Remnants of Dr. John Doy's home have lain neglected, nearly forgotten, in northern Lawrence for nearly a century.
This week a couple traveled from Hull, England - it was their first trip to Lawrence - to tramp through the overgrown site, searching for what ties might bind them and the famed abolitionist who was perhaps an ancestor.
"He went to prison to help slaves escape," Sheila Margaret Coates said of the man who had a powerful role in Lawrence history and may be a significant branch of her family tree.
"And (the site) is not sacred to anyone," said Peter Coates, Sheila's husband.
The Coates said they were shocked to find the Doy home, now nothing but stone rubble and a foundation pit, only yards from modern development and with no effort being made to preserve the site for posterity.
The couple said they would like to see the site saved, perhaps as a public park with a marker or monument erected to commemorate Doy's role in the fight against slavery.
"We know much more about him than we do most other abolitionists," said Judy Sweets, collection manager at Watkins Community Museum.
In northeast Kansas, Doy was known in the pre-Civil War era for his abolitionist efforts and work with the Underground Railroad.
He arrived in the area in 1854 with the New England Emigrant Aid Co., which brought the first settlers to Lawrence. On Jan. 20, 1859, Doy was escorting 12 escaped slaves to Oskaloosa - and freedom - when the group was captured by 20 Missouri border ruffians.
Doy was taken to Weston, Mo., and accused of the federal offense of helping slaves escape. He was held in a St. Joseph, Mo., jail, for five months until 10 Lawrence men lied their way into the jail and rescued Doy and his son, Charles.
These days, the elder Doy is known mainly because of the image showing him seated in front of his 10 grim-faced rescuers. The photo has been used in various pieces of city promotional literature as depicting "the original Jayhawks."
Information found at Watkins Community Museum was overwhelming to the Coateses, who have been in contact with Sweets for the past two years as they've researched their family history.
Sheila's mother's maiden name was Doy, and the Coateses have been researching the Doy family tree for nearly 30 years.
"It's a pretty unusual name," Sheila said.
The couple came across Dr. John Doy by accident when a family member brought home a book on the American Wild West.
Through communication with Sweets, the genealogy enthusiasts discovered the Kansas abolitionist had ties to their hometown of Hull, England, and perhaps their own family.
Roots of abolitionism
A marriage license for Doy and his wife, Jane Dunn, in Yorkshire County, England, further helped corroborate the possible connection.
"John Doy wasn't a doctor when he left England but he was when he arrived in America, or shortly after his arrival," Peter Coates explained, looking through his notes.
The couple also found Dunn's birth certificate, as well as those for three of the Doys' nine children, on record in Lawrence.
One of John Doy's children was named after William Wilberforce, an abolitionist in England who rallied support to halt the shipping of slaves from Africa to America in the early 1800s. The Coateses discovered Doy lived near the Wilberforce mansion in Hull before coming to America.
"We think this is where Doy got the idea of the evils of slavery," Sheila said.
They were able to trace Doy's tracks when Sweets sent them a copy of the 1850 New York Census, which also helped confirm that Dr. John Doy was the same John Doy from Hull, though they remain unsure about when the Doys made the trans-Atlantic move.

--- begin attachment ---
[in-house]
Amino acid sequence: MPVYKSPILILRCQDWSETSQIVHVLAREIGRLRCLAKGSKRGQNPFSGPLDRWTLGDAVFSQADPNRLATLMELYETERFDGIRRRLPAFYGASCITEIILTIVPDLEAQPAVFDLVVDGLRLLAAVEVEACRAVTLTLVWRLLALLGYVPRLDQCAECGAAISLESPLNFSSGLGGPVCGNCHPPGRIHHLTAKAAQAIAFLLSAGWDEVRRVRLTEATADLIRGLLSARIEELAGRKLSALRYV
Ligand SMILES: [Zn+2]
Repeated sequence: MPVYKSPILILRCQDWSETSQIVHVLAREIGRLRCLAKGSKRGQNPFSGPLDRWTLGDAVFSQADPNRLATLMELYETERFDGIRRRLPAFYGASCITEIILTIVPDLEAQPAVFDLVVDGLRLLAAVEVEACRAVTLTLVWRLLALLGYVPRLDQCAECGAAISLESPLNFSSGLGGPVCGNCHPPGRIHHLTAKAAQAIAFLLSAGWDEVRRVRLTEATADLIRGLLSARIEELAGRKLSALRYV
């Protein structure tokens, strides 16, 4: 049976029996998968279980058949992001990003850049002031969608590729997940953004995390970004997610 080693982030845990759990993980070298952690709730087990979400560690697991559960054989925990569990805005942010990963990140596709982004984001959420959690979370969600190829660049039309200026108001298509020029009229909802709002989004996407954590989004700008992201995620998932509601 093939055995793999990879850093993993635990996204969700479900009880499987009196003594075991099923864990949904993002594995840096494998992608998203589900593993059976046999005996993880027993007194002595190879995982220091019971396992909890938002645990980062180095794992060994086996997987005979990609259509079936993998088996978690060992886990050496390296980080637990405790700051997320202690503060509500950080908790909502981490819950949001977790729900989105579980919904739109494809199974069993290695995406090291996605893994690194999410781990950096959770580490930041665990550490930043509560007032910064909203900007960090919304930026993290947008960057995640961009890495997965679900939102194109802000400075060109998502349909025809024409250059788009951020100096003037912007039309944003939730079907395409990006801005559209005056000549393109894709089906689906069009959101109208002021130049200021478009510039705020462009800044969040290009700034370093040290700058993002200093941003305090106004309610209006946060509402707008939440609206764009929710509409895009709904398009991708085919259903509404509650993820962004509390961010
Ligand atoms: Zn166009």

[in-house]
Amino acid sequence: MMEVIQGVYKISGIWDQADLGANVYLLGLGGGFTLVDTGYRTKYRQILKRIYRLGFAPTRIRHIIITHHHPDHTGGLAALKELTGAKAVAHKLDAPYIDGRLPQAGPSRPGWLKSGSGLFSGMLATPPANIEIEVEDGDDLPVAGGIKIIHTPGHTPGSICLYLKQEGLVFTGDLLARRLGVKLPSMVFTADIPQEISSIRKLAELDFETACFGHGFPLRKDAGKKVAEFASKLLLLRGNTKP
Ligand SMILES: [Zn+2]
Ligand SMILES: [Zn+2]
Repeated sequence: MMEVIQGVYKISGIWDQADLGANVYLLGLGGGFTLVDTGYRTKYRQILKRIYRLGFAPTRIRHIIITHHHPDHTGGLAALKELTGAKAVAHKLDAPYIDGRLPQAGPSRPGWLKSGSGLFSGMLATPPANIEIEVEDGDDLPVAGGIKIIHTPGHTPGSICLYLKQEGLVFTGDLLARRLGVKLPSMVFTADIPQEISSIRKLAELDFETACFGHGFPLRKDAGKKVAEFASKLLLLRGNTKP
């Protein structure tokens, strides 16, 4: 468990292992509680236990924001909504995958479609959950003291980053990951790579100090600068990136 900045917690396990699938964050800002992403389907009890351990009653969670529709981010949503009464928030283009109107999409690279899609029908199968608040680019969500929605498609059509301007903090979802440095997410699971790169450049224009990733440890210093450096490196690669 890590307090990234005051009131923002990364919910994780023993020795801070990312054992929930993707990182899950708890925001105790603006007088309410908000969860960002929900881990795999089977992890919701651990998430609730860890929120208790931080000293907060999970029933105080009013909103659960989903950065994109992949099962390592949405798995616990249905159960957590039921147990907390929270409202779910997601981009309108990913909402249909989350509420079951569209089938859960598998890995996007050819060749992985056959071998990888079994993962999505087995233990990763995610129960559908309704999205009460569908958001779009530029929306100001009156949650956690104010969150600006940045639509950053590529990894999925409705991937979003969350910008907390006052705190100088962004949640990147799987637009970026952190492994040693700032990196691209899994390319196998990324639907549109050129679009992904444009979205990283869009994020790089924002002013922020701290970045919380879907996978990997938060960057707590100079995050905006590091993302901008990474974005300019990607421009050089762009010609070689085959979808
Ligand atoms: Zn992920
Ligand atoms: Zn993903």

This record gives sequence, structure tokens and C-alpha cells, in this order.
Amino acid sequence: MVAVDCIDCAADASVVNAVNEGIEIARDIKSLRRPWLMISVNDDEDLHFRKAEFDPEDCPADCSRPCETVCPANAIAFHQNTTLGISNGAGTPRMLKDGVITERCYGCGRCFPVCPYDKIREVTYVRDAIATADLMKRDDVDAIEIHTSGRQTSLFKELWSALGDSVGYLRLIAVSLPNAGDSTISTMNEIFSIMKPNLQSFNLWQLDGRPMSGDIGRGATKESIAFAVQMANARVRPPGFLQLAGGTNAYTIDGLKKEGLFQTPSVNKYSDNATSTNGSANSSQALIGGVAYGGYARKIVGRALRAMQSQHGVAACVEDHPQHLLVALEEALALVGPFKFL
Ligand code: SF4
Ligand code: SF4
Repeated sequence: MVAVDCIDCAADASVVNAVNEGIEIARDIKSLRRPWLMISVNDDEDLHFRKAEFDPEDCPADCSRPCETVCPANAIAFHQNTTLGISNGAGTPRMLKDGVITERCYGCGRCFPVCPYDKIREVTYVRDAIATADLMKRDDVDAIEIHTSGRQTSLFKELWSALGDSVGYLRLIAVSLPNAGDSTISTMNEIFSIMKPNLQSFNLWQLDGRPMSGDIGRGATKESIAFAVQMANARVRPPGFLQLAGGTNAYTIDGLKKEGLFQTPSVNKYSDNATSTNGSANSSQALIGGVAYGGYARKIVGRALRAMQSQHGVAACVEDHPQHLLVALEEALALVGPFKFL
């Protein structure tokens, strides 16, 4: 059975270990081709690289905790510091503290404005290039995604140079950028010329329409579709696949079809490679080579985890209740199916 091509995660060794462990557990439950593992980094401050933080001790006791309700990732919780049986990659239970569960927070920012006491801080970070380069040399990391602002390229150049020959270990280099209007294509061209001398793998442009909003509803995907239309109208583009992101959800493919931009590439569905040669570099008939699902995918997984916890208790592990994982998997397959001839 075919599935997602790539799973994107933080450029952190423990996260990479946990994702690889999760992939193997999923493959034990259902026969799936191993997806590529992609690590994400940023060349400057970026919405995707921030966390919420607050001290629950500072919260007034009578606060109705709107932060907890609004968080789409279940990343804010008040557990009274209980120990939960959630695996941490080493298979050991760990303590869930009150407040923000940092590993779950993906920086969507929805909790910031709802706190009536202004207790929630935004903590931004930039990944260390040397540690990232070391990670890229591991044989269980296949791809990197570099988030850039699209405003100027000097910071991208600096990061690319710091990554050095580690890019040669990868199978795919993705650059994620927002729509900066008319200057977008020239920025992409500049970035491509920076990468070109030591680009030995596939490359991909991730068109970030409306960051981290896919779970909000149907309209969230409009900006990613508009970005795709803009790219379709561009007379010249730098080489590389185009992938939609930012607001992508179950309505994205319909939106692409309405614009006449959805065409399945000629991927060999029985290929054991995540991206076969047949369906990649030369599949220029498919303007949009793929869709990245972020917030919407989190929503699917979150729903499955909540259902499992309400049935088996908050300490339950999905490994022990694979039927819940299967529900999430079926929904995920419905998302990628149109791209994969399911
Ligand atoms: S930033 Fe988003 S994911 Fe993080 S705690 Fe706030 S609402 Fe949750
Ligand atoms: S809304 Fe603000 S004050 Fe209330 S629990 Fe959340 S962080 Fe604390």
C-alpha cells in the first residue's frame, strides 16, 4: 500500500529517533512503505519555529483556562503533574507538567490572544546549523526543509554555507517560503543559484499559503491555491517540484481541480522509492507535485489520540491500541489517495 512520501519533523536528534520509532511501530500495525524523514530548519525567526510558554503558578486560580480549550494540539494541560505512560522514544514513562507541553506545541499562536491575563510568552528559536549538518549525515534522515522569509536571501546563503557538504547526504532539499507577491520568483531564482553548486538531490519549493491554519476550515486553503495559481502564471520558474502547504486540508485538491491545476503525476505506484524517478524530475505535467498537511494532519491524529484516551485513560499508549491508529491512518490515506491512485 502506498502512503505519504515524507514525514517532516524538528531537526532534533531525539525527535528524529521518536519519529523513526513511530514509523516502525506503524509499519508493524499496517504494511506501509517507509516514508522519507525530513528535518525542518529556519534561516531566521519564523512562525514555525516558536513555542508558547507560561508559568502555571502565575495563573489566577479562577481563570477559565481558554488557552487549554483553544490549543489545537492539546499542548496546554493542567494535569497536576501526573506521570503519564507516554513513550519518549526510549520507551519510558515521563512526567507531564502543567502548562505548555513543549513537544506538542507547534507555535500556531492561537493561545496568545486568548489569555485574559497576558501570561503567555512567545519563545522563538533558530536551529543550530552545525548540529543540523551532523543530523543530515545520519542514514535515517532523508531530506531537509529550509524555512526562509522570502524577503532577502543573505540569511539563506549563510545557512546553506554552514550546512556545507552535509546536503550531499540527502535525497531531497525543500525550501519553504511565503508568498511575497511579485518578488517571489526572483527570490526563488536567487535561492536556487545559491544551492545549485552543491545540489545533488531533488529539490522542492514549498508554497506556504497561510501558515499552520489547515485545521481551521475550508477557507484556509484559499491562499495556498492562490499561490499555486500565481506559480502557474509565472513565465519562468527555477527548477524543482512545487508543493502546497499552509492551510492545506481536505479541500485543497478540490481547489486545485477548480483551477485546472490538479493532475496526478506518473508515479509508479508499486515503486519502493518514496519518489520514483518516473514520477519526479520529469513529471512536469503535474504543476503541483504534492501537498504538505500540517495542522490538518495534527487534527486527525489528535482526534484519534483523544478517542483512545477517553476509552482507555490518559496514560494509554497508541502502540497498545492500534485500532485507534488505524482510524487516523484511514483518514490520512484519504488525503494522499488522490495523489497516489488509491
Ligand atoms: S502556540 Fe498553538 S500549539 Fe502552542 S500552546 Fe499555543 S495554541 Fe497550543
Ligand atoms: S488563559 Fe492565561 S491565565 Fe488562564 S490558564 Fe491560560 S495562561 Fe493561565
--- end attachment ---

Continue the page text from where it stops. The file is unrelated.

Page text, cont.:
The couple's research also indicated Doy had been employed by the railway in England when he arrived in Hull, and was paid 28 shillings a week. The Coateses said his position as a warehouse man in the railroad industry also suggested that the Free State proponent came from money, because part of the job included paying 50 pounds security, which was a year's worth of wages.
The Coateses believe his working for the railroad may be why he left England for America.
Despite information available in Lawrence and other tidbits gleaned from the Coates' 30 years of research, the couple's claim to a Doy connection isn't certain.
"We still don't know where he came from," Peter Coates said.
And the couple still haven't deciphered whether Doy was more sinner or saint. Court records show he was once arrested for theft in Hull, "but found not guilty, of course," and that he was imprisoned in Canada, Peter Coates said.
|The Doy story will be featured on Douglas County Cornerstones, a segment of tonight's 6News at 6 and 10 p.m.|
Touring the area just north of John Doy Court, next to the Doy home site, the Coateses saw the evidence - including a hand-dug well - of what local historians claim to be remnants of Doy's home on what was once his 160-acre farm.
Sweets said the site was discovered by a neighborhood boy nearly two years ago, before the city approved plans for a new duplex development nearby.
"It's amazing that something like this still exists within city limits," Sweets said.
Sweets said the land, which is owned by Cheer Pole Ltd., was platted for new homes, but she hopes the city will help with the cost of conducting an archaeological dig, and eventually with preserving the site in some manner.
Don Funk, a partner in Cheer Pole, said it would be a while before any building occurred there. He said he had spoken with Lawrence-area history buff Tolly Wildcat about preserving the area. He said he would be willing to build a museum, if someone else came up with the money.
The Coateses said their research had left them feeling connected to Doy, even if records eventually proved there was no family tie.